Athabasca Tar Sands Oil Pipeline Threatens Bears And Other Animals In Pristine Canadian Wilderness (PHOTOS)
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From the iLCP:
The International League of Conservation Photographers (iLCP) was invited by the Gitga'at Nation, one of Canada's First Nations, to conduct a RAVE (Rapid Assessment, Visual Expedition) in the Great Bear Rainforest in Vancouver, British Columbia, Canada.
An international group of iLCP Photographers, working with partners Pacific Wild, Save our Seas Foundation, LightHawk, TidesCanada, and the King Pacific Lodge documented the beauty of this delicate ecosystem, part of the largest remaining coastal temperate rainforest on the planet. This region is threatened by the development of a pipeline to transfer oil from the Athabasca tar sands in Alberta, Canada to the coast for shipment by supertankers.
The Canadian Parliament is voting on this development on December 7, 2010. Let your voice be heard. Join this petition drive to urge Parliament to support the conservation of this unique landscape. Ask them to protect coastal jobs, the coastal environment, and coastal cultures.
The Athabasca tar sands in northern Alberta, Canada are arguably the world's most environmentally devastating oil extraction industries. And now there are plans to expand the tar sand operations to increase exports of oil to the United States and Asia. This would double the size of the tar sands and increase the release of green house gases and cause further impacts to the boreal environment of northern Alberta. However, the tar sands cannot expand without building a 2,000 mile pipeline across British Columbia and through the Great Bear Rainforest on British Columbia's wild coast. Moreover, a moratorium on large oil tankers would need to be created to prevent the enormous vessels from plying the waters of the fragile coast to receive the oil and carry it to oil-hungry Asia.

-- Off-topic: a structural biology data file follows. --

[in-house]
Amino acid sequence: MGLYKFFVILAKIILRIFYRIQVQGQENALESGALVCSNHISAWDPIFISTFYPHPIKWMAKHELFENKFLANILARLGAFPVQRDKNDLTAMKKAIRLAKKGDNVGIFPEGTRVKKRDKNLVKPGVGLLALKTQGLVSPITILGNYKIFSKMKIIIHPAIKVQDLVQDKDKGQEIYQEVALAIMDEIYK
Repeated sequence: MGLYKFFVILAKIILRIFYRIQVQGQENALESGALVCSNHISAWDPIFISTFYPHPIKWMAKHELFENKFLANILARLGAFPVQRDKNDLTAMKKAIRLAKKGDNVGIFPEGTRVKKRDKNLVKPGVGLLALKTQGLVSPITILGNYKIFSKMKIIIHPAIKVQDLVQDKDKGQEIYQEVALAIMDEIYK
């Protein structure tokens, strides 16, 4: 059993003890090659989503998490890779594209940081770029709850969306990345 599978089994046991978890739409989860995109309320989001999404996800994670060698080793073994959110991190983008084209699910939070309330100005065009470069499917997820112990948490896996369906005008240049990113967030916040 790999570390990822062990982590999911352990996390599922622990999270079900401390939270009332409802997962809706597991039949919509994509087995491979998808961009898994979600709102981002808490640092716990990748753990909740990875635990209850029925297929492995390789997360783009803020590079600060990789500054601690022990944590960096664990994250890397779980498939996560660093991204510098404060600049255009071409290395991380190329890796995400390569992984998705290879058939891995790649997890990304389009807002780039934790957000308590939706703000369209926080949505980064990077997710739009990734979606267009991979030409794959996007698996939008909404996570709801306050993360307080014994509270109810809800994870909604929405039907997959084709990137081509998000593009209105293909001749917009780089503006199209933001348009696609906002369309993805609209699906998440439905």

The iLCP Great Bear Rainforest RAVE team included the following iLCP Photographers: iLCP Fellow Wendy Shattil, Photographer and iLCP President Cristina Goettsch Mittermeier, National Geographic Photographer Paul Nicklen, the youngest founding member of the iLCP Florian Schulz, Emerging Photographers Joe Riis
and Jed Weingarten, World Press winner Daniel Beltra, Pulitzer prize winning photographer Jack Dykinga, Save Our Seas Chief Photographer Thomas P Peschak, photographer and Pacific WILD President Ian McAllister.
Guest photographers included Renee Harbers, Pat Freeny, Marven Robinson, and Andrew S. Wright.